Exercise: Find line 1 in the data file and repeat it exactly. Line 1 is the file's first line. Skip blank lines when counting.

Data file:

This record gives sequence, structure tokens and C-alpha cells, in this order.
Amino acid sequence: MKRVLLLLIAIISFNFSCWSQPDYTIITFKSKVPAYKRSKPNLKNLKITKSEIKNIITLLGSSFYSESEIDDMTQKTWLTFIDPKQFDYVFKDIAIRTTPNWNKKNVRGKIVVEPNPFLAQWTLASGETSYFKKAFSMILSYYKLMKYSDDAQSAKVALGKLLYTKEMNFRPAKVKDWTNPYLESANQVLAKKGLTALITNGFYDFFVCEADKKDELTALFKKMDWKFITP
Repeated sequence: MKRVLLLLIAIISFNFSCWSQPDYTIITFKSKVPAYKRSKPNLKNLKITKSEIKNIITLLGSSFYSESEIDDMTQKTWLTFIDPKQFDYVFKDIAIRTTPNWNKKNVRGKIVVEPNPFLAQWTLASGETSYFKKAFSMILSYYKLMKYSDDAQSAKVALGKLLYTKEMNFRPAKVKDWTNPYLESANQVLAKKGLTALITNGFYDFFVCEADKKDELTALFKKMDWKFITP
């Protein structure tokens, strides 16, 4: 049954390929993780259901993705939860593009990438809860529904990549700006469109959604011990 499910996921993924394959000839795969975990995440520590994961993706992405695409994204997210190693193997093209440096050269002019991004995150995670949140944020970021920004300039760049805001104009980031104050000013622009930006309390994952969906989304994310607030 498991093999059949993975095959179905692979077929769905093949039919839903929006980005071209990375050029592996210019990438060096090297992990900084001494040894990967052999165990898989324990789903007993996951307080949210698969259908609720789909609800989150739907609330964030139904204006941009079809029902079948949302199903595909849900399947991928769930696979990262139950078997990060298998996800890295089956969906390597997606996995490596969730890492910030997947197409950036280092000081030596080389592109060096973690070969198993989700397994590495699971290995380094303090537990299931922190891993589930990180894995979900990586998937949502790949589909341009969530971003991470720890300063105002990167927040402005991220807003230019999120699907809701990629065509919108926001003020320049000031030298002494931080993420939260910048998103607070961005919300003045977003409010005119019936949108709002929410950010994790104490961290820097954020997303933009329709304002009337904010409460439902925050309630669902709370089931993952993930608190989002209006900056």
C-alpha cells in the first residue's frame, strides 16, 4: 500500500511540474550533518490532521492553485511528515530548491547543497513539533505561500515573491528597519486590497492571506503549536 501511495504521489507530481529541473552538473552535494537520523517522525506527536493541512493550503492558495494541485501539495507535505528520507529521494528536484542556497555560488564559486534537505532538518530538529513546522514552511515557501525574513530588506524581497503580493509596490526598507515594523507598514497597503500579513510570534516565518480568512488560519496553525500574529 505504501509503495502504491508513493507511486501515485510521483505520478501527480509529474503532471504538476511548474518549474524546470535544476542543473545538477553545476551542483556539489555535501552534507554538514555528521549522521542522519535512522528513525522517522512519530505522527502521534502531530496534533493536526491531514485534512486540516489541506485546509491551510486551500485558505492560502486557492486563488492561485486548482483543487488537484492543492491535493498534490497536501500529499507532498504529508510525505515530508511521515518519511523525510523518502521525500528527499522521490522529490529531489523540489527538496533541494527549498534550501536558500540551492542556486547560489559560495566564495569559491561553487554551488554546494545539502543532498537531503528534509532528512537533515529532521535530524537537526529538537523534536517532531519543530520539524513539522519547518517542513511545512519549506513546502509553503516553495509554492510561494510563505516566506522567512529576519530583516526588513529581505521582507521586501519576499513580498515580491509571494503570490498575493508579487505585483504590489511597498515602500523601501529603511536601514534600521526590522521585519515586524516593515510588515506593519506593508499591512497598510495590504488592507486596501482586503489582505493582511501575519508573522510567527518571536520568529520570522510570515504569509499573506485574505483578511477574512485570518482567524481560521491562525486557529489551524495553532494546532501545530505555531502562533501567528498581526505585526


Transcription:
This record gives sequence, structure tokens and C-alpha cells, in this order.